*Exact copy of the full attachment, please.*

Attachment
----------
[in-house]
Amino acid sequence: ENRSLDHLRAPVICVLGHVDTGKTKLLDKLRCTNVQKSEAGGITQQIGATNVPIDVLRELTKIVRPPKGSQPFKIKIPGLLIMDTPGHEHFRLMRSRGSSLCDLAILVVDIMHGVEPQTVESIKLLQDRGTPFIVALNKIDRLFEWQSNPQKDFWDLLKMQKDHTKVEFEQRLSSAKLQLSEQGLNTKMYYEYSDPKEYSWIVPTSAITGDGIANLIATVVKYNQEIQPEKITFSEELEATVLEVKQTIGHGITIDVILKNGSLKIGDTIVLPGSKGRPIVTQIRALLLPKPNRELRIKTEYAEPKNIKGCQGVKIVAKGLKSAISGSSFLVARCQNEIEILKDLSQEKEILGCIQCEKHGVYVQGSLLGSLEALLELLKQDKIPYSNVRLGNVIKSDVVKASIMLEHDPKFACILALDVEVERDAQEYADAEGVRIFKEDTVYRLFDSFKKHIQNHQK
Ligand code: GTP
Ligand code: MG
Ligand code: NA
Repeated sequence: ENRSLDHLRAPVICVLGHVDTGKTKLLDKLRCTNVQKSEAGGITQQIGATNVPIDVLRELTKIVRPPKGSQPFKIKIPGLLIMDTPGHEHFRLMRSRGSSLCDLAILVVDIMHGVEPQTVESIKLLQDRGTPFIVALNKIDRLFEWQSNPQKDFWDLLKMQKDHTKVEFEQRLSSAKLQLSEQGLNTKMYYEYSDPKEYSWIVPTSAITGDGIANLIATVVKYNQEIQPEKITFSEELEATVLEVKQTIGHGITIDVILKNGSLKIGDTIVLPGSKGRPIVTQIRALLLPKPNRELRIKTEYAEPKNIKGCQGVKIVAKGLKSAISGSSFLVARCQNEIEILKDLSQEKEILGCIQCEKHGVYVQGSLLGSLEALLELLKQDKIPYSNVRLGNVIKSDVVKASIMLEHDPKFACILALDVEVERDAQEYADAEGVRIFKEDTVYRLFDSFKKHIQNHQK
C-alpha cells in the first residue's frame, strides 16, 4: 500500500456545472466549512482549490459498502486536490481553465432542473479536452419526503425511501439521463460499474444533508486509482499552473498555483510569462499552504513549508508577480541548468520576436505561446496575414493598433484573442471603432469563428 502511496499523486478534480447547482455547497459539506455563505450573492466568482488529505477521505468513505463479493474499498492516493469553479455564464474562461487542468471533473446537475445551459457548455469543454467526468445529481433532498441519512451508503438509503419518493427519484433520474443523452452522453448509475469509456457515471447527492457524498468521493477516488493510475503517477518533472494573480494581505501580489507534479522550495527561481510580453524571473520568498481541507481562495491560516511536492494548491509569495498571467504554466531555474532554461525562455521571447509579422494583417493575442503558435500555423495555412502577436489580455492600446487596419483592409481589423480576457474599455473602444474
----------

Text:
[in-house]
Amino acid sequence: ENRSLDHLRAPVICVLGHVDTGKTKLLDKLRCTNVQKSEAGGITQQIGATNVPIDVLRELTKIVRPPKGSQPFKIKIPGLLIMDTPGHEHFRLMRSRGSSLCDLAILVVDIMHGVEPQTVESIKLLQDRGTPFIVALNKIDRLFEWQSNPQKDFWDLLKMQKDHTKVEFEQRLSSAKLQLSEQGLNTKMYYEYSDPKEYSWIVPTSAITGDGIANLIATVVKYNQEIQPEKITFSEELEATVLEVKQTIGHGITIDVILKNGSLKIGDTIVLPGSKGRPIVTQIRALLLPKPNRELRIKTEYAEPKNIKGCQGVKIVAKGLKSAISGSSFLVARCQNEIEILKDLSQEKEILGCIQCEKHGVYVQGSLLGSLEALLELLKQDKIPYSNVRLGNVIKSDVVKASIMLEHDPKFACILALDVEVERDAQEYADAEGVRIFKEDTVYRLFDSFKKHIQNHQK
Ligand code: GTP
Ligand code: MG
Ligand code: NA
Repeated sequence: ENRSLDHLRAPVICVLGHVDTGKTKLLDKLRCTNVQKSEAGGITQQIGATNVPIDVLRELTKIVRPPKGSQPFKIKIPGLLIMDTPGHEHFRLMRSRGSSLCDLAILVVDIMHGVEPQTVESIKLLQDRGTPFIVALNKIDRLFEWQSNPQKDFWDLLKMQKDHTKVEFEQRLSSAKLQLSEQGLNTKMYYEYSDPKEYSWIVPTSAITGDGIANLIATVVKYNQEIQPEKITFSEELEATVLEVKQTIGHGITIDVILKNGSLKIGDTIVLPGSKGRPIVTQIRALLLPKPNRELRIKTEYAEPKNIKGCQGVKIVAKGLKSAISGSSFLVARCQNEIEILKDLSQEKEILGCIQCEKHGVYVQGSLLGSLEALLELLKQDKIPYSNVRLGNVIKSDVVKASIMLEHDPKFACILALDVEVERDAQEYADAEGVRIFKEDTVYRLFDSFKKHIQNHQK
C-alpha cells in the first residue's frame, strides 16, 4: 500500500456545472466549512482549490459498502486536490481553465432542473479536452419526503425511501439521463460499474444533508486509482499552473498555483510569462499552504513549508508577480541548468520576436505561446496575414493598433484573442471603432469563428 502511496499523486478534480447547482455547497459539506455563505450573492466568482488529505477521505468513505463479493474499498492516493469553479455564464474562461487542468471533473446537475445551459457548455469543454467526468445529481433532498441519512451508503438509503419518493427519484433520474443523452452522453448509475469509456457515471447527492457524498468521493477516488493510475503517477518533472494573480494581505501580489507534479522550495527561481510580453524571473520568498481541507481562495491560516511536492494548491509569495498571467504554466531555474532554461525562455521571447509579422494583417493575442503558435500555423495555412502577436489580455492600446487596419483592409481589423480576457474599455473602444474